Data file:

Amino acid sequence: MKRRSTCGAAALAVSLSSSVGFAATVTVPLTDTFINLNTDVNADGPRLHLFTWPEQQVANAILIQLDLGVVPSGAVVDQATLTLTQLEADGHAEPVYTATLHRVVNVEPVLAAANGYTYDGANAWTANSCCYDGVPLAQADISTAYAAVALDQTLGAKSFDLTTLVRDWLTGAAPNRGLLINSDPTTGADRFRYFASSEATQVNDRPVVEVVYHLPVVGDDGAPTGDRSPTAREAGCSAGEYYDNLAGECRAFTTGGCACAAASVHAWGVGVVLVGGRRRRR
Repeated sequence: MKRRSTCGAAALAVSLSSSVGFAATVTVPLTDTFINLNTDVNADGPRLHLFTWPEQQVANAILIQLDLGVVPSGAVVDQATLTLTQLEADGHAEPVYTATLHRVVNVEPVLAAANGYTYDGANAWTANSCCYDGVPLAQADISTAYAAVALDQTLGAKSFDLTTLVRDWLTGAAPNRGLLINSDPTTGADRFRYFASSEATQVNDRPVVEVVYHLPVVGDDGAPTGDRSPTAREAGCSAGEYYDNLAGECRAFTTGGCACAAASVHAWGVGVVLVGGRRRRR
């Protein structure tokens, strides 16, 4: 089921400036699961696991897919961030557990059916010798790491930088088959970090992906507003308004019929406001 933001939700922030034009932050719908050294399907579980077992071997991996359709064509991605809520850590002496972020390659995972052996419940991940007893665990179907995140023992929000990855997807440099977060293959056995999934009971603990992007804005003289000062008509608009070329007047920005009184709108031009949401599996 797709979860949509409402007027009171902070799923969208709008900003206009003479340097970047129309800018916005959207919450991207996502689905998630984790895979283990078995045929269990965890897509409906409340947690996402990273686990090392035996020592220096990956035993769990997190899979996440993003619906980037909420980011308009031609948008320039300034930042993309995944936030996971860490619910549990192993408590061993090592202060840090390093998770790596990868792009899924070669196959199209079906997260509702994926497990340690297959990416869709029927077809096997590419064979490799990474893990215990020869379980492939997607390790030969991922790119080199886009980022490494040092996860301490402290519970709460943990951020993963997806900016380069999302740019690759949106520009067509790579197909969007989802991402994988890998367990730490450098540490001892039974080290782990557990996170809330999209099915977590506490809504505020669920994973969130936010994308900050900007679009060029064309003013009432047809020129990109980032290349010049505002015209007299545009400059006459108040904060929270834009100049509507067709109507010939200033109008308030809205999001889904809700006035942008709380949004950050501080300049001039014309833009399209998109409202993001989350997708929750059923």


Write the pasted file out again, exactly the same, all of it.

Amino acid sequence: MKRRSTCGAAALAVSLSSSVGFAATVTVPLTDTFINLNTDVNADGPRLHLFTWPEQQVANAILIQLDLGVVPSGAVVDQATLTLTQLEADGHAEPVYTATLHRVVNVEPVLAAANGYTYDGANAWTANSCCYDGVPLAQADISTAYAAVALDQTLGAKSFDLTTLVRDWLTGAAPNRGLLINSDPTTGADRFRYFASSEATQVNDRPVVEVVYHLPVVGDDGAPTGDRSPTAREAGCSAGEYYDNLAGECRAFTTGGCACAAASVHAWGVGVVLVGGRRRRR
Repeated sequence: MKRRSTCGAAALAVSLSSSVGFAATVTVPLTDTFINLNTDVNADGPRLHLFTWPEQQVANAILIQLDLGVVPSGAVVDQATLTLTQLEADGHAEPVYTATLHRVVNVEPVLAAANGYTYDGANAWTANSCCYDGVPLAQADISTAYAAVALDQTLGAKSFDLTTLVRDWLTGAAPNRGLLINSDPTTGADRFRYFASSEATQVNDRPVVEVVYHLPVVGDDGAPTGDRSPTAREAGCSAGEYYDNLAGECRAFTTGGCACAAASVHAWGVGVVLVGGRRRRR
């Protein structure tokens, strides 16, 4: 089921400036699961696991897919961030557990059916010798790491930088088959970090992906507003308004019929406001 933001939700922030034009932050719908050294399907579980077992071997991996359709064509991605809520850590002496972020390659995972052996419940991940007893665990179907995140023992929000990855997807440099977060293959056995999934009971603990992007804005003289000062008509608009070329007047920005009184709108031009949401599996 797709979860949509409402007027009171902070799923969208709008900003206009003479340097970047129309800018916005959207919450991207996502689905998630984790895979283990078995045929269990965890897509409906409340947690996402990273686990090392035996020592220096990956035993769990997190899979996440993003619906980037909420980011308009031609948008320039300034930042993309995944936030996971860490619910549990192993408590061993090592202060840090390093998770790596990868792009899924070669196959199209079906997260509702994926497990340690297959990416869709029927077809096997590419064979490799990474893990215990020869379980492939997607390790030969991922790119080199886009980022490494040092996860301490402290519970709460943990951020993963997806900016380069999302740019690759949106520009067509790579197909969007989802991402994988890998367990730490450098540490001892039974080290782990557990996170809330999209099915977590506490809504505020669920994973969130936010994308900050900007679009060029064309003013009432047809020129990109980032290349010049505002015209007299545009400059006459108040904060929270834009100049509507067709109507010939200033109008308030809205999001889904809700006035942008709380949004950050501080300049001039014309833009399209998109409202993001989350997708929750059923």